"Almost Like a Whale?" is an interlude between chapters thirteen and fourteen of Darwin's Ghost by Steve Jones, which is itself entitled Almost Like A Whale in its original British edition. Chapter fourteen of the book is merely a reprint of the fourteenth chapter of On the Origin of Species by Means of Natural Selection, "Recapitulation and Conclusion," so this is the last original chapter of Darwin's Ghost.

In "Almost Like a Whale?," Jones looks at human evolution, a topic that Darwin mentions only in passing in The Origin. ("Light will be thrown on the origin of man and his history," Darwin wrote in his last chapter.) Jones notes that "[i]n 1859 not a single human fossil was known, but now thousands have been found." Through genetics, we are now able to examine the degrees to which humans are related to each other and to other species, and examine the longstanding notion that humans are somehow completely different from other mammals.

It turns out to be an interesting examination. Most diversity among humans occurs between individuals, not between groups, meaning that two people living in the same place are more different from each other than the average person in that place is from the average person in another, distant place. The amount of diversity between populations, though, is also fascinating. "The center of variety is in Africa," Jones writes. "Within Africa live peoples as distinct as the Zairean pygmies and the tall Nilotics. Europe, in contrast, can do no better than Greeks and Swedes." The center of variety of a species tends to be the original source of that species, and humanity does seem to have spread from Africa.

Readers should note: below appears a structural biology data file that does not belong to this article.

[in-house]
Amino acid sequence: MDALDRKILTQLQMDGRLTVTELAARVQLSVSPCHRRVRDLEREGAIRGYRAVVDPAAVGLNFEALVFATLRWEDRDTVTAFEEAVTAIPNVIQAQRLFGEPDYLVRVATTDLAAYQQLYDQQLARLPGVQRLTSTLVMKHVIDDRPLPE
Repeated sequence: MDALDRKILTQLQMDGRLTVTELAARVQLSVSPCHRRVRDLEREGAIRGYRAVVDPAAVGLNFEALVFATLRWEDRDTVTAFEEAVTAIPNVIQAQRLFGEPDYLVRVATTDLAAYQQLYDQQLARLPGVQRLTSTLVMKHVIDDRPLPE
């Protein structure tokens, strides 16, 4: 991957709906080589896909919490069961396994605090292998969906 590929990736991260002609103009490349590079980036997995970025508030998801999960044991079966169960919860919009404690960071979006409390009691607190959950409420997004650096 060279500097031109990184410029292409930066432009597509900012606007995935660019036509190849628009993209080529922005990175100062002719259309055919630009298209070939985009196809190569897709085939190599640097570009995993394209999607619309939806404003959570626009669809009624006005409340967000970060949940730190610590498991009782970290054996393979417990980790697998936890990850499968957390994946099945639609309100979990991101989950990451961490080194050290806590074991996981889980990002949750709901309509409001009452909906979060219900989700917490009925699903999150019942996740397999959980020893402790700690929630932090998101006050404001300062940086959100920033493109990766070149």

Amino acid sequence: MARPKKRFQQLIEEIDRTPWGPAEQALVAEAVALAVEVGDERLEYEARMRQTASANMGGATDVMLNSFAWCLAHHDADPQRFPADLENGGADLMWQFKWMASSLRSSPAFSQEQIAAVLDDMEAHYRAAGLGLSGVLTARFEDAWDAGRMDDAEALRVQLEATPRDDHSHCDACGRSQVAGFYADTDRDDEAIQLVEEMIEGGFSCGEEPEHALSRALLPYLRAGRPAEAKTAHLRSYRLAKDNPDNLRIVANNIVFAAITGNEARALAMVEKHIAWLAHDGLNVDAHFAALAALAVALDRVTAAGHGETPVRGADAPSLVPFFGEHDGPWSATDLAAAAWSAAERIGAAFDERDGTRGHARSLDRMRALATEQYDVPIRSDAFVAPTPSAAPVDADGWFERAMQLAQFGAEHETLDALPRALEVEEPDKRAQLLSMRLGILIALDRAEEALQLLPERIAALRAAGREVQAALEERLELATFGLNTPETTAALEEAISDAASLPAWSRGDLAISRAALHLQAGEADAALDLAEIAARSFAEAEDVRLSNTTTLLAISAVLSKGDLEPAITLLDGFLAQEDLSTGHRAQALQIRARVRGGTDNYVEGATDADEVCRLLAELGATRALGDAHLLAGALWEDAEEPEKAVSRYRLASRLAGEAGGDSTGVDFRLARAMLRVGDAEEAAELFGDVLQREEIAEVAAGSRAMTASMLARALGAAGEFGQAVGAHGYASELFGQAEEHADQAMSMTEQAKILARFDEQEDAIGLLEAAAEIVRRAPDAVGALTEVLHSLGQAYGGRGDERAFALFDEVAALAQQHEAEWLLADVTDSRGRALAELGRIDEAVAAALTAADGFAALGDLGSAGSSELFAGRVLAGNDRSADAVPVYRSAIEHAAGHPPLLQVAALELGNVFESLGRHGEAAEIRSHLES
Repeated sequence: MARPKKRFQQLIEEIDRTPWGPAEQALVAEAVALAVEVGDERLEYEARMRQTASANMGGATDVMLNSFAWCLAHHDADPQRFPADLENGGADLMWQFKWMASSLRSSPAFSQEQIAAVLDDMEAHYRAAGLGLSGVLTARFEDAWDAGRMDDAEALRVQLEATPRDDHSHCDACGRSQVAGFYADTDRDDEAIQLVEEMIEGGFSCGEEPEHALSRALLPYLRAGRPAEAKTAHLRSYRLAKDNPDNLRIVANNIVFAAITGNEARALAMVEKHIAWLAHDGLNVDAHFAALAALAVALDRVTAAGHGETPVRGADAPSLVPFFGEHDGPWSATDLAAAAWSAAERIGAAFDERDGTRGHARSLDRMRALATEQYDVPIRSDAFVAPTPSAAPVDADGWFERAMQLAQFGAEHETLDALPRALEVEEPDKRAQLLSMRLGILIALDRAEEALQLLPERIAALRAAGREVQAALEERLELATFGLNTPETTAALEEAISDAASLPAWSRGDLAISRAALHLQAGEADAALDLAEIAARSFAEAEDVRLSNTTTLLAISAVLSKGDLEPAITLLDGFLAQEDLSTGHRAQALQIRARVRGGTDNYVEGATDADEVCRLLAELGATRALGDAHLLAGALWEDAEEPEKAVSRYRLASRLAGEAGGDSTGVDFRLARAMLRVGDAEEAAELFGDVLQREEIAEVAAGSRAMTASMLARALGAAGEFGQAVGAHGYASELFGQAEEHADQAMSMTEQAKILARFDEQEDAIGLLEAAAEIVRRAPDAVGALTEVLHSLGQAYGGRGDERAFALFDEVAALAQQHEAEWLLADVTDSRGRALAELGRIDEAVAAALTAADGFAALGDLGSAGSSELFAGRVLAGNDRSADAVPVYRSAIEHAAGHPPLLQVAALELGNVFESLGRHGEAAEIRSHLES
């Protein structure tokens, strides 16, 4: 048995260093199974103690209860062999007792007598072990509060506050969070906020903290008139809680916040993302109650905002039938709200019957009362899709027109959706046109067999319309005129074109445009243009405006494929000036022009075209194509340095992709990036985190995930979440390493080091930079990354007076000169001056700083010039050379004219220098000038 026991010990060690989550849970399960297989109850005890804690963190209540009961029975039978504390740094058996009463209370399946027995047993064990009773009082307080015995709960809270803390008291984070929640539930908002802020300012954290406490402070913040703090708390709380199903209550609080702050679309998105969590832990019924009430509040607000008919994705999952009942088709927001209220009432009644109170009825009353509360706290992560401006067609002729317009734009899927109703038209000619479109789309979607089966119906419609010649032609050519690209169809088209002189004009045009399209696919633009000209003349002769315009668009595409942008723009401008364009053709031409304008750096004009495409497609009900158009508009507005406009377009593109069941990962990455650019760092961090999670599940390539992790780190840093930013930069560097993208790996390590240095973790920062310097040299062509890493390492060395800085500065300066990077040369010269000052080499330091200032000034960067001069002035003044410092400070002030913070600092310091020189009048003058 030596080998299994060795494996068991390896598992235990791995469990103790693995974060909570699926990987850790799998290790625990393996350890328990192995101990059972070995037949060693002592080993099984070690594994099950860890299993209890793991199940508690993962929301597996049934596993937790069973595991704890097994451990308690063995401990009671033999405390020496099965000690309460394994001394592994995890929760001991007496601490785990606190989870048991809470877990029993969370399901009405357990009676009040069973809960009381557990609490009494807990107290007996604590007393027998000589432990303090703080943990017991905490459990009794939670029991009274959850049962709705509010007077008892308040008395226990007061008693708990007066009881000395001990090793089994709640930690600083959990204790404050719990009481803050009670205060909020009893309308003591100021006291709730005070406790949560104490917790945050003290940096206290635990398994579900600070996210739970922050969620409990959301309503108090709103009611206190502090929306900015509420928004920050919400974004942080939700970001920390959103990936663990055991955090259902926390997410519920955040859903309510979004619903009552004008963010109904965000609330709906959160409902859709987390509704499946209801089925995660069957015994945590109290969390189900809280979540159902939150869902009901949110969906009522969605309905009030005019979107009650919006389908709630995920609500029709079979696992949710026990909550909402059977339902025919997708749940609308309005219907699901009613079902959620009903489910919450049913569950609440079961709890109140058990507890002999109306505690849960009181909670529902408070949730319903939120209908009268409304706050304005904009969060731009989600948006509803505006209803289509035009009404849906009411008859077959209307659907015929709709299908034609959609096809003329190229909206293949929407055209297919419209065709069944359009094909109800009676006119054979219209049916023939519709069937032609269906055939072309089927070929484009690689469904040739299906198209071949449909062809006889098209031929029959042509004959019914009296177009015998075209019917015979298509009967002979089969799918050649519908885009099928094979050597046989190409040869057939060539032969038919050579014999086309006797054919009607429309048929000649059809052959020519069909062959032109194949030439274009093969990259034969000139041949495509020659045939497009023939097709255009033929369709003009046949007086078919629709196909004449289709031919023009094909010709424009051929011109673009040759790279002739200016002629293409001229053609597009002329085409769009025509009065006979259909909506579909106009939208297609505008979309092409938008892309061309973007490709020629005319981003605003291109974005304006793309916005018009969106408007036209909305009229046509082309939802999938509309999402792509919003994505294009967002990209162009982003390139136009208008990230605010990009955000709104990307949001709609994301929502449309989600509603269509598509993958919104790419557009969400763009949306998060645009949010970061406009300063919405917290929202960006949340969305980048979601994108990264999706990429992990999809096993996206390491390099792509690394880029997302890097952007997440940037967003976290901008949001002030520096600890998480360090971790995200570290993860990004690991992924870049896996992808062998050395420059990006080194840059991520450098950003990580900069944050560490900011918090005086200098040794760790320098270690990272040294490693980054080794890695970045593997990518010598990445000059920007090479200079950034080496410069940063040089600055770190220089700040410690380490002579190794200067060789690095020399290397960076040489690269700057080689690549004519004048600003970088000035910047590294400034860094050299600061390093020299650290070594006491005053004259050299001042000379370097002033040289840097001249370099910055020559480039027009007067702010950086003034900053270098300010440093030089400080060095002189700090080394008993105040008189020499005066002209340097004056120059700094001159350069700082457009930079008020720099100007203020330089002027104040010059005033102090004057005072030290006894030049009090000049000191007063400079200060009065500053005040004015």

Jones also compares humans to other species, noting that chimpanzees have two species (the common and the bonobo) and so do gorillas (the mountain and the lowland), but humans and aardvarks are the only mammals to exist as the only species of their genus. Jones writes that other mammals (with the lone exception of the aardvark) have evolved into many species because they have had time to do so; humanity is recent and has not.

Later in his chapter, Jones notes that humans share 98.8 percent of their DNA with chimps, enough that a "cross between the two primates might at least be possible." Such a hybrid, he adds, would certainly itself be sterile, though, as "two chimpanzee chromosomes are fused and three more are reshuffled."

Jones ends his interlude by coming back to the idea of difference between humans and the rest of nature, writing, "Man, the highest of animals, and the most exalted object which we are capable of conceiving, emerged from the war of nature, from famine and death, as much as did all others. Humans, alone, have gone further." He seems to think that this is true in two ways: first, humanity has to a large extent removed itself from the struggle for existence, as fewer and fewer people die young, and second, Jones believes that "[t]he birth of Adam, whether real or metaphorical, marked the insertion into an animal body of a post-biological soul that leaves no fossils and needs no genes.… However, the new insight that biology gives into our history releases us from the narcissism of a creature that is one of a kind. It shows that humans are part of creation, because we evolved."

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